Shift in Work-Life Relationship Will Take Hold in the New Year

January 9, 2002 | By Sue Shellenbarger

Stop. Take a deep breath. With the new year just a week old, in what direction are you heading?

Many people are asking themselves that question, mindful of the wisdom of the proverb: If you don’t change course, you will end up where you are headed. As a society, we’re setting off in some new directions. Here are some trends to watch:

The coming year will bring deepening work-life conflict for millions, as workers’ post-Sept. 11 reordering of priorities clashes with a recession-induced speed-up at work. The far-reaching shift in values predicted last September in this column, stressing family, friends and community over career, status and money, will continue to play out.

“Sept. 11 has caused a remarkable number of people across the country to call a time-out for themselves, and ask two questions: What’s really important to me? And, why am I here?” says Gil Gordon, a Monmouth Junction, N.J., consultant and author of “Turn It Off,” a book on drawing boundaries on work.

The upside for employers: Workers’ new seriousness will render them more receptive to lofty corporate mission statements and more motivated to be efficient, jettisoning busywork. Companies’ voluntarism and philanthropy will yield more bang for the buck. The flip side: Employees will have less patience with foggy or misguided leadership. And they’ll be quicker to resist outsized post-layoff workloads.

Nowhere will this pattern be more pronounced than among what author-historian William Strauss calls the Millennial Generation, who at ages 19 and under are hardest-hit by both worries over potential military-service demands and the recession. For them, “Sept. 11 was a huge generational marker,” he says. He sees these stressed young workers changing what it means to be young in America as profoundly as baby boomers did in the 1960s, but in different directions—toward patience, positivism, order and community.

Ideally, more people will find ways to integrate their changed values with work. Days after the terrorist attacks, Peter Wilkes, managing director of a New York investment-research firm, sent a memo to clients, customers and others “to reaffirm my displaced stewardship role,” a commitment to selfless service. The memo drew thanks from 50 recipients. Mr. Wilkes also resolved what he calls unfinished business in his family life, apologizing to his adult children for the hurts they suffered in his past divorce. “It was hard for me to do, but I was just so happy I did it,” he says.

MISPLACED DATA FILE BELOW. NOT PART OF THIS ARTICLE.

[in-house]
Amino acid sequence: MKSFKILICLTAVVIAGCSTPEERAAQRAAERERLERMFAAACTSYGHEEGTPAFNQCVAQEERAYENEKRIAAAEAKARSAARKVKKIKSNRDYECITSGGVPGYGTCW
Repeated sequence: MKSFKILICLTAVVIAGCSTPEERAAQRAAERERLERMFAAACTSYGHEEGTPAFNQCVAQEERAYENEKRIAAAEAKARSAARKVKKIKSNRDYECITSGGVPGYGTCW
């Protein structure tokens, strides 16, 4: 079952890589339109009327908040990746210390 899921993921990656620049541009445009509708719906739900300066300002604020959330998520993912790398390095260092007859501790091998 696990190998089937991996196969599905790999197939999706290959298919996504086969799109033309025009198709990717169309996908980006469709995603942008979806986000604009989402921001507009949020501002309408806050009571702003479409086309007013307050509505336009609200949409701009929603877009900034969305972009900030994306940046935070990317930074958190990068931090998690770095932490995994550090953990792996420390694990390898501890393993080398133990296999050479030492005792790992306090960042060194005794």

More men will chart new career paths that allow time for fatherhood. The evidence will be anecdotal. Dads like Paul Entin, who started his own Washington, N.J., industrial-marketing company to better integrate fathering his three-year-old son, or Raymond Quinones, a Florida father of three who recently switched to teaching from a corporate job, don’t show up in any stats.

Their rewards will be quiet ones. “Being a dad is my greatest blessing,” Mr. Quinones says. “To me, it’s a matter of priorities.” Many fathers, mindful of their working wives’ overload, consider their expanded roles at home a no-brainer. John Trucillo, an Old Bridge, N.J., information-systems manager who spends six hours a day on housework and child care, says simply, “You do what you gotta do.”

Nevertheless, these involved dads will gradually replace old, inaccurate Mr. Mom stereotypes with a broader definition of masculinity. In five years, Mr. Entin predicts, dads’ insistence on better work-family balance will assume the same visibility as divorcing dads’ court battles for child custody have acquired.

The Jetsons will be ever more with us, as working families stretch the envelope using high-tech gear to stay connected.

Chris Stoutjesdyk, a Jenison, Mich., grandmother, uses a Logitech Internet camera to send images of herself to her two toddler grandchildren, who live in a nearby town. The children kiss the screen and pet the image of their grandmother’s dog sitting in her lap, she says. “It’s special bond we have,” she says.

Learning will become a full-fledged life role, competing with work, family and personal pursuits for a spot on jugglers’ agenda.

Accelerating change on all fronts, from technology and consumer products to foreign affairs and cultural shifts, demands more learning of those who care to keep up. Americans believe learning will be the most valued aspect of their lives as they reach old age, says a random Hilton Hotels survey of 1,220 participants nationwide.

Steve McHale, a Costa Mesa, Calif., business analyst, spends his lunch reading about current affairs and brushing up on new technologies. After hours he takes classes in dancing or yoga, and plans to enroll in a Spanish class to keep pace with cultural change. Weekends, he learns new software.

When to fit it all in? “Perhaps as everybody understands that they have to learn new stuff, they can learn it together as family units or as circles of friends,” Mr. McHale suggests. “Maybe family barbeques will be forums where friends can teach each other their new gadgets.”


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